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April 19, 2010

FDA Pressured to Combat Rising ‘Food Fraud’

Representatives of the US food industry are saying that the FDA isn’t doing enough to stop the rise of fraudulently mislabeled food. From a March 30, 2010, Washington Post article:

John Spink, an expert on food and packaging fraud at Michigan State University, estimates that 5 to 7 percent of the U.S. food supply is affected but acknowledges the number could be greater. . . .

At the FDA's first public meeting on food fraud last year, groups across the industry complained that it is not doing enough. . . .

Despite growing imports, the FDA inspects just 2 percent of fish coming into the United States from other countries.

The National Seafood Inspection Service, part of the Marine Fisheries Service, routinely examines seafood products for species substitution. It issued a report finding that over a nine year period, between 1988 and 1997, the samples they took showed that an overall 34% of all seafood products tested was mislabeled.

Worse yet, researchers at the University of North Carolina at Chapel Hill conducted a study on fish sold as red snapper. They concluded that between 60% and 94% of the fish sold as red snapper in the US are mislabeled.

Thank you to William Mitchell College of Law student Hiep Phung for preparing this post.  Mr. Phung is a student of Professor Donna M. Byrne.

 

April 19, 2010 in Labeling | Permalink | Comments (0) | TrackBack

Study shows fatty foods may cause drug-like addiction -- similar brain responses to cupcakes and cocaine

According to a study published March 28, 2010, online in Nature Neuroscience journal, researchers have found that fatty foods may be addictive. When rats are exposed to high-fat junk foods their brains react similarly to when they are exposed to cocaine. This research, which confirms previous studies, is further evidence that the same addictive reaction between the brain and junk food may occur in humans.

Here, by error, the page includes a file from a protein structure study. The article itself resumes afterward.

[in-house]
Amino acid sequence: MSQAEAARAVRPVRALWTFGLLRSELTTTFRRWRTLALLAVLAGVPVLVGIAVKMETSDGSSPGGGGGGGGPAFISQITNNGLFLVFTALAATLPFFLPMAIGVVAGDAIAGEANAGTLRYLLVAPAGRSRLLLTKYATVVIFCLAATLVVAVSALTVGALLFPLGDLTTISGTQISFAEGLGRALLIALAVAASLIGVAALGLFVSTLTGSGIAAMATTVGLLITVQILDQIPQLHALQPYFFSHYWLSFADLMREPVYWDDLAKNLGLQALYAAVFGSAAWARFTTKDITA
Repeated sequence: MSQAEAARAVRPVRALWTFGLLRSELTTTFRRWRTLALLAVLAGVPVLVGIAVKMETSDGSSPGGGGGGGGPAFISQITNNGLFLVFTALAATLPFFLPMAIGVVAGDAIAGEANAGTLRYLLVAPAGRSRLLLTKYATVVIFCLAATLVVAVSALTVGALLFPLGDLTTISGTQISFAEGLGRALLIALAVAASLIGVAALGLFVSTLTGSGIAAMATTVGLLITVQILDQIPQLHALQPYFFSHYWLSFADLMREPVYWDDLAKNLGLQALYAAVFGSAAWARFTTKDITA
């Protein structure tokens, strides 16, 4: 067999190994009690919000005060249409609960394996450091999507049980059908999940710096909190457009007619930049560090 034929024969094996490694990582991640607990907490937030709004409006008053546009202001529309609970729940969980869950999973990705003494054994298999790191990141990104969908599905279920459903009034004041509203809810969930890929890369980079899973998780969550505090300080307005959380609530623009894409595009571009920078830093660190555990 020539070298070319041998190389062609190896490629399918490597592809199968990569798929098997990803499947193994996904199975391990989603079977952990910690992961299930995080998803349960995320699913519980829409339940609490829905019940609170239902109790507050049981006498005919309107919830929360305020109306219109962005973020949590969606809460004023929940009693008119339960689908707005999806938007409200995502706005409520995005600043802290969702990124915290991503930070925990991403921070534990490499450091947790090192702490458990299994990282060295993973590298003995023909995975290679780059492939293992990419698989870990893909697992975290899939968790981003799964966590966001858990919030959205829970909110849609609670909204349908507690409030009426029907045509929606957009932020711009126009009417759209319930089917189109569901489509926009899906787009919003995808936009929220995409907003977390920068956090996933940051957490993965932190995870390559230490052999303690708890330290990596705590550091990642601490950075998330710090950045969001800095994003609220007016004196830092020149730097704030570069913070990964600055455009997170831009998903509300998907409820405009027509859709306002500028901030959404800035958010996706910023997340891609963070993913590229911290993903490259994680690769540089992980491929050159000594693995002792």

The researchers divided similar rats into three groups.  Each group had unlimited access to regular rat chow, and in addition each group received either: 1) nothing else -- just regular rat chow, 2) some fattening human foods for one hour a day (plus unlimited rat chow), or 3) access to fattening human foods for 18-23 hours per day (plus unlimited rat chow). The study measured calories eaten, weight gain, and brain reward center response.  Rats with access to the high-fat palatable foods showed reduced brain responses, as well as increased calorie consumption and weight gain.

From a CNN Health Article describing the study:

Doing drugs such as cocaine and eating too much junk food both gradually overload the so-called pleasure centers in the brain, according to Paul J. Kenny, Ph.D., an associate professor of molecular therapeutics at the Scripps Research Institute, in Jupiter, Florida. Eventually the pleasure centers "crash," and achieving the same pleasure--or even just feeling normal--requires increasing amounts of the drug or food, says Kenny, the lead author of the study.

Thank you to William Mitchell College of Law students Scott Allen and Lauren Sparks for preparing this post.  Mr. Allen and Ms. Sparks are students of Professor Donna M. Byrne.

April 19, 2010 in Obesity, Scientific studies | Permalink | Comments (0) | TrackBack